In the 13th century Wolverhampton became a prosperous market town catering for the surrounding area. A market has been in existence in the town since before 1204 when the market day was moved from Sunday to Wednesday. In 1258 King Henry III granted the town the right to hold the weekly market on every Wednesday.

Good roads would have been an essential requirement for the development of the market town and Wolverhampton must have developed many links with the Welsh border country to the west, which was home to some of the best sheep in the country. Over the next century Wolverhampton's fortunes continued to improve and the town became wealthy from the wool trade. Wool was purchased by the local wool merchants and sold on to Europe where it was used by clothing manufacturers.


Read about the local wool trade


The Great Hall as shown on Taylor's map of 1750.
Wolverhampton had a number of successful wool merchants, the most prominent and influential of which was the Leveson family (pronounced Leweson). In the late 16th or early 17th century the family built a grand moated mansion house, complete with gardens and an orchard. The house was originally called 'The Great Hall' and later became known as 'The Old Hall'.
A recent excavation at the Old Hall Street Adult Education Centre has uncovered some of what remains of the north western corner of the hall and moat. The excavation was carried out by Birmingham University's Field Archaeology Unit and a lot of interesting discoveries were made. This important excavation has given us a unique opportunity to investigate Wolverhampton's medieval past. The following description has kindly been written for us by Mike Shaw, Black Country Archaeologist.
A drawing showing the Old Hall and moat. From a 1907 edition of the Wolverhampton Journal.
Archaeological excavations at the Old Hall, Wolverhampton

Excavations in Wolverhampton have uncovered the remains of the Old Hall, one of the principal buildings of the medieval/early post-medieval town. The Old Hall was built by the Leveson family who were wool merchants and one of the most prominent and influential families in Wolverhampton. It is shown on the earliest map of Wolverhampton (Taylor's map of 1750) as a large mansion house with gardens and orchards, surrounded by a moat.

The work was carried out between October and December 2002 by Birmingham University Field Archaeology Unit and represents the culmination of a process of documentary research and trial excavation designed to locate the precise position of the hall. The present excavations located a section of the moat of the hall which proved to be around 10m (30 feet) wide and 3m (10 feet deep). Within this were located the curtain wall around the moat and the foundations of a wing of the hall itself. The foundations were of stone, around 1.4m (4 feet wide) but we know from later drawings that the hall was a three-storey brick structure. There may, however, have been an earlier building on the site as John Leland in his itinerary, written in the 1530s, refers to the ancient house of the Leveson family on the edge of Wolverhampton.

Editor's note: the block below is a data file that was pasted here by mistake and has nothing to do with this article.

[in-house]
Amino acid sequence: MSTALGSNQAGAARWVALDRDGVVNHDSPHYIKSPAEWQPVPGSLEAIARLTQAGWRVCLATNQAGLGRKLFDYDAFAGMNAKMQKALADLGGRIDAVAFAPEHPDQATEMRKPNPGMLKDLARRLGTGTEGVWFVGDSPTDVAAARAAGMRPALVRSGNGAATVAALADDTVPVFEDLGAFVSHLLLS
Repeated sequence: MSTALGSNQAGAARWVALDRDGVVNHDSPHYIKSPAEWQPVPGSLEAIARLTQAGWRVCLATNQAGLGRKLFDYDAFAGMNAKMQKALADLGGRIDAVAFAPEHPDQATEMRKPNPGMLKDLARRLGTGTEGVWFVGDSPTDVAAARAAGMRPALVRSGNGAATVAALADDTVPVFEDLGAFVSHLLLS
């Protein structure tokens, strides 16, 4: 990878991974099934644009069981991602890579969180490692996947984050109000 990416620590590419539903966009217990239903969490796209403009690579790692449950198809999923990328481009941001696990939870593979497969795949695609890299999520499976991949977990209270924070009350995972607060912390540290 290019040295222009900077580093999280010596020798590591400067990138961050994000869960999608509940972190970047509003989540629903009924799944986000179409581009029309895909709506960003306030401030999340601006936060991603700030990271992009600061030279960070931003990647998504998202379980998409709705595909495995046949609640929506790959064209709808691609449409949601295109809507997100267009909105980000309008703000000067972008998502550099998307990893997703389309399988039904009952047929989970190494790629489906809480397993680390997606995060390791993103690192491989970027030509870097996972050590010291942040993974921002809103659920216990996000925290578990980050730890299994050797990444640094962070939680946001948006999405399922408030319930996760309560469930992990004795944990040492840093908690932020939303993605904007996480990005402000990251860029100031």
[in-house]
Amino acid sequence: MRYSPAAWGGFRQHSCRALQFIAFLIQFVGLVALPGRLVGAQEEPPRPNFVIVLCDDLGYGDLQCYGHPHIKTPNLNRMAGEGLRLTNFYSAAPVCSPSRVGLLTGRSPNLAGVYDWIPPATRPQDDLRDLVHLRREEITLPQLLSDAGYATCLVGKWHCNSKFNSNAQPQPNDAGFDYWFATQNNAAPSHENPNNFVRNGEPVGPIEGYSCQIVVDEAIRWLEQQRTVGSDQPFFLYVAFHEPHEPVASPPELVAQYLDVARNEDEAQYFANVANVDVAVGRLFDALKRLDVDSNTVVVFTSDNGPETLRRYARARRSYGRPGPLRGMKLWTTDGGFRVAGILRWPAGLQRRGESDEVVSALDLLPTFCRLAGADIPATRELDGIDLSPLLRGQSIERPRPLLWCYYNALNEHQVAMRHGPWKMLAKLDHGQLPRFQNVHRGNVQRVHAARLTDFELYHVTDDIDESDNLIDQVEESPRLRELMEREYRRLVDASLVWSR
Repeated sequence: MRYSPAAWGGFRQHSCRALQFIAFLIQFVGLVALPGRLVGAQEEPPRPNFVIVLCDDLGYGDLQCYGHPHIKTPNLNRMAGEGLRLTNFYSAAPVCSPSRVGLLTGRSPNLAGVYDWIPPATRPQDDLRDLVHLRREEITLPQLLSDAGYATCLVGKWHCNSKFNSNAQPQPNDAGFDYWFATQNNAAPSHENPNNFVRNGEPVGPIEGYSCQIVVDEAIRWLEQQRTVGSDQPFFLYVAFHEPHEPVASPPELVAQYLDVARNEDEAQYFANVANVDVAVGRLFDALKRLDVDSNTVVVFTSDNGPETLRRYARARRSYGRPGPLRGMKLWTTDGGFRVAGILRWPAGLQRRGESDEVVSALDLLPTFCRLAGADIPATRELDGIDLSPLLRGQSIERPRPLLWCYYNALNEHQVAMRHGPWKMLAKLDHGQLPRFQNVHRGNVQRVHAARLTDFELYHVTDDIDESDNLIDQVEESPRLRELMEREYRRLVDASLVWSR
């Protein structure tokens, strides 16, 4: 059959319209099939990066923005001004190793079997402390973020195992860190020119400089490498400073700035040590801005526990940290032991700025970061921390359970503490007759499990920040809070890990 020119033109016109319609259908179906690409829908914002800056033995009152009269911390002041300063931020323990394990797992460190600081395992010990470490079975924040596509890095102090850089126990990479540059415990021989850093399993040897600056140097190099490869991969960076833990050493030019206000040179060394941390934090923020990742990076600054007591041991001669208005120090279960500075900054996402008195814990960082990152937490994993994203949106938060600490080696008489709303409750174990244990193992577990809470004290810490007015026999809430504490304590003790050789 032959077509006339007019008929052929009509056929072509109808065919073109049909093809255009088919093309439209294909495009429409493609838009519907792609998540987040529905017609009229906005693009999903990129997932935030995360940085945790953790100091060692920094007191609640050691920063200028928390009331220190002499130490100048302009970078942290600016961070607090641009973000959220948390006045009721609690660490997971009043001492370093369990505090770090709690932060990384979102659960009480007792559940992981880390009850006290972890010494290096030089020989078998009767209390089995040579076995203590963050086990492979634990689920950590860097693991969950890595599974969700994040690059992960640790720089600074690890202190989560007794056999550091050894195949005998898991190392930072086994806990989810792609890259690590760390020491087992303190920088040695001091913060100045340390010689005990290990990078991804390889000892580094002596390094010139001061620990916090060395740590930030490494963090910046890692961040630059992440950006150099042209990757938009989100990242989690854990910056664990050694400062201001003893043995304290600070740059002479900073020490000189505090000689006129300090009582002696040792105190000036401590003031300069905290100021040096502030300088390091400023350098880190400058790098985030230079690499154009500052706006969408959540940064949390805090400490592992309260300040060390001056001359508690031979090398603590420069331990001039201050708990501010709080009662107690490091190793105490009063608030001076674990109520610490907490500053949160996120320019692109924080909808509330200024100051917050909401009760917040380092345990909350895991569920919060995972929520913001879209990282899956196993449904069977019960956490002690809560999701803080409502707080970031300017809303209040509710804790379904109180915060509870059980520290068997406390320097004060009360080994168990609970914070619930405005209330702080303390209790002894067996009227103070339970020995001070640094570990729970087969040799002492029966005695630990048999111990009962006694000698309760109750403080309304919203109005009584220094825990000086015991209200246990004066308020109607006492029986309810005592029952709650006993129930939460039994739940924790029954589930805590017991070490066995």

The hall remained in the hands of the Leveson family through the 16th and 17th centuries but by the 18th century was in the hands of Joseph Turton, a local ironmaster. Contemporary maps show that the ditch had been filled in by 1842 but the hall itself survived until 1883 when it was demolished. Prior to this it was in the hands of William and Obediah Ryton who turned much of the hall into a japanning factory.

The location of the excavation site.

The excavations recovered a wide range of artefacts, especially from the fill of the moat ditch. These include pottery tablewares, glass bottles and even a silver spoon. Preliminary analysis suggests a 16th to 18th century date for the majority of the artefacts. Because the moat is waterlogged organic remains have survived very well, particularly leatherwork. Soil samples from the moat should also tell us a great deal about the local environment at the time and the living conditions of the townspeople.

The foundations of the hall were cut into a grey soil layer which is suggested as being a former ploughsoil. If true it would indicate that the hall was laid out on the site of the town fields. Detailed micromorphological analysis will be undertaken to confirm the interpretation.